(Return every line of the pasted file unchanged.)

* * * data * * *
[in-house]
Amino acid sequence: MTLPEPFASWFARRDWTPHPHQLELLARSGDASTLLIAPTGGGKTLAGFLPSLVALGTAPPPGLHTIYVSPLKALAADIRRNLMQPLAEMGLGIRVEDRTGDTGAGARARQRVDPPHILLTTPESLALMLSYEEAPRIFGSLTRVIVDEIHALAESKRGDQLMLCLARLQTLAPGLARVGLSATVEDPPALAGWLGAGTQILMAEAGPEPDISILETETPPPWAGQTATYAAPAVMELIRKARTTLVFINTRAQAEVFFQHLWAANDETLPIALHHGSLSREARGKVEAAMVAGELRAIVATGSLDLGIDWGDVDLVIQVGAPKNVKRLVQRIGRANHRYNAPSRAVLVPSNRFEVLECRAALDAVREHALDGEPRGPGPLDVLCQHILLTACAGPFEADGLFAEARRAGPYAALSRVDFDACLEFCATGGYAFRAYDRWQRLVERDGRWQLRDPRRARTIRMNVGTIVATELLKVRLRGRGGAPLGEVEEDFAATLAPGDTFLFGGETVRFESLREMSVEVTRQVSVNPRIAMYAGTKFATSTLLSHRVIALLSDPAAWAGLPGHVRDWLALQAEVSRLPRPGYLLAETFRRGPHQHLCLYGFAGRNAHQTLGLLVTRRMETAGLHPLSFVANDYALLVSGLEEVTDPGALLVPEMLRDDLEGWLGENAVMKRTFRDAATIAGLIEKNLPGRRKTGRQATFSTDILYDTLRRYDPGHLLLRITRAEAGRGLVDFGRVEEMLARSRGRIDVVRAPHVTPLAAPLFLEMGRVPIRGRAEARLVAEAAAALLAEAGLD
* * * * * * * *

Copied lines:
[in-house]
Amino acid sequence: MTLPEPFASWFARRDWTPHPHQLELLARSGDASTLLIAPTGGGKTLAGFLPSLVALGTAPPPGLHTIYVSPLKALAADIRRNLMQPLAEMGLGIRVEDRTGDTGAGARARQRVDPPHILLTTPESLALMLSYEEAPRIFGSLTRVIVDEIHALAESKRGDQLMLCLARLQTLAPGLARVGLSATVEDPPALAGWLGAGTQILMAEAGPEPDISILETETPPPWAGQTATYAAPAVMELIRKARTTLVFINTRAQAEVFFQHLWAANDETLPIALHHGSLSREARGKVEAAMVAGELRAIVATGSLDLGIDWGDVDLVIQVGAPKNVKRLVQRIGRANHRYNAPSRAVLVPSNRFEVLECRAALDAVREHALDGEPRGPGPLDVLCQHILLTACAGPFEADGLFAEARRAGPYAALSRVDFDACLEFCATGGYAFRAYDRWQRLVERDGRWQLRDPRRARTIRMNVGTIVATELLKVRLRGRGGAPLGEVEEDFAATLAPGDTFLFGGETVRFESLREMSVEVTRQVSVNPRIAMYAGTKFATSTLLSHRVIALLSDPAAWAGLPGHVRDWLALQAEVSRLPRPGYLLAETFRRGPHQHLCLYGFAGRNAHQTLGLLVTRRMETAGLHPLSFVANDYALLVSGLEEVTDPGALLVPEMLRDDLEGWLGENAVMKRTFRDAATIAGLIEKNLPGRRKTGRQATFSTDILYDTLRRYDPGHLLLRITRAEAGRGLVDFGRVEEMLARSRGRIDVVRAPHVTPLAAPLFLEMGRVPIRGRAEARLVAEAAAALLAEAGLD